Use this URL to cite or link to this record in EThOS:
Title: The substance use, sexual behaviour and health needs of young tourists travelling to national and international holiday destinations
Author: Kelly, D.
ISNI:       0000 0004 6059 3370
Awarding Body: Liverpool John Moores University
Current Institution: Liverpool John Moores University
Date of Award: 2016
Availability of Full Text:
Access from EThOS:
Access from Institution:
A growing literature base is identifying high levels of substance use and sexual risk taking among young tourists in holiday destinations. However, studies have predominantly focused on the behaviours of tourists visiting Mediterranean package holiday resorts or college students visiting spring break destinations. Limited research has focused on other types of tourists that exist in holiday destinations, or on types of holiday destination. Similarly, the health related behaviours of young tourists during their time in holiday locations have yet to be explored in any detail. This PhD study seeks to address these gaps by firstly examining the risk and health related behaviours of young British casual workers in Ibiza, Spain, using both quantitative and ethnographic methods. Secondly, the research measures the changes in individual tourist’s behaviours that take place pre and post-travel across a range of holiday destinations, using a novel three-stage longitudinal method. Thirdly, the research quantitatively measures the behaviours of tourists visiting the city break destination of Liverpool, UK. The primary contribution of all three studies is towards an evidence base for tailored health literature and services that take into consideration the differing behaviours of tourist groups that exist within varied contexts. The study of casual workers in Ibiza provides a comprehensive understanding of how they exist in a complex environment where they must negotiate risk, and the importance of targeting this group with appropriate and relatable harm reduction messages. The longitudinal study of holidaymakers contributes towards an understanding of the full tourist pathway and how three-stage studies may be appropriate for future research. Finally, the study of tourists in Liverpool is the first of its kind in both offering a glimpse of risk behaviours in the UK, and in providing data on risky sexual behaviour and substance use in a UK city break holiday destination.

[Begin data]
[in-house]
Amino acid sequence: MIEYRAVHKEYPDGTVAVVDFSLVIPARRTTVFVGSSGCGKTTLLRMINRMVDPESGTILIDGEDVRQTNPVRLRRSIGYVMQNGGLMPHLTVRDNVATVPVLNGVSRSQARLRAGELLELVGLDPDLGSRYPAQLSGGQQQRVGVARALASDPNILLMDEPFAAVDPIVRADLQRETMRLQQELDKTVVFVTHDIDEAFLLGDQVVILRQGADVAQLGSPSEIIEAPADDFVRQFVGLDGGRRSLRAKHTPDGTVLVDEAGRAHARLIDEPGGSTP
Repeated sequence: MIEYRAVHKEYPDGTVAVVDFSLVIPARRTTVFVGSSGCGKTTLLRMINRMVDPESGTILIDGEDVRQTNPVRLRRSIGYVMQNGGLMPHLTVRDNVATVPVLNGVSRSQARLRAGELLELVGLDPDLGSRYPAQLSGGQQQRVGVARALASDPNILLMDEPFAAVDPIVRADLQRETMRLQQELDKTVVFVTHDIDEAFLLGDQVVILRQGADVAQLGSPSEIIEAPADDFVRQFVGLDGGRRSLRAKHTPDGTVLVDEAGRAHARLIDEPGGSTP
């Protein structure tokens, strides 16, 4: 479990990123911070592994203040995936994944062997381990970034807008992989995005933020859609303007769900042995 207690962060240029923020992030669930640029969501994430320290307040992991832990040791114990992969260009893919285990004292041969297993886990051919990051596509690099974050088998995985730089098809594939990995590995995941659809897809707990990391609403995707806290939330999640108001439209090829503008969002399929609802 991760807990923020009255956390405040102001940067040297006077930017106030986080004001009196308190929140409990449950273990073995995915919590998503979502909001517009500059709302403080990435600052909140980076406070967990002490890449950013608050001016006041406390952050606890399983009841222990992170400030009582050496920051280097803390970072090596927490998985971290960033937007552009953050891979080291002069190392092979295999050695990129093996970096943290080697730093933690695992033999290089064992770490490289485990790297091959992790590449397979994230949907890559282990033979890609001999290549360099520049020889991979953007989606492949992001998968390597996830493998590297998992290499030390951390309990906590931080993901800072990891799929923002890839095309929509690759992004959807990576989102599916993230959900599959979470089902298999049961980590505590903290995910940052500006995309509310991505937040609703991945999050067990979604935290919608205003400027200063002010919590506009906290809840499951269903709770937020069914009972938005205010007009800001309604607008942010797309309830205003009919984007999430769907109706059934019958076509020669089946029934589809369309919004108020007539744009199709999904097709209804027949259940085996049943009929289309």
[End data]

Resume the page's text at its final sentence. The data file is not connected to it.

Supervisor: Hughes, K. ; Quigg, Z. ; Leighton, D. Sponsor: Not available
Qualification Name: Thesis (Ph.D.) Qualification Level: Doctoral
Keywords: RA0421 Public health. Hygiene. Preventive Medicine ; G154.9 Travel and state. Tourism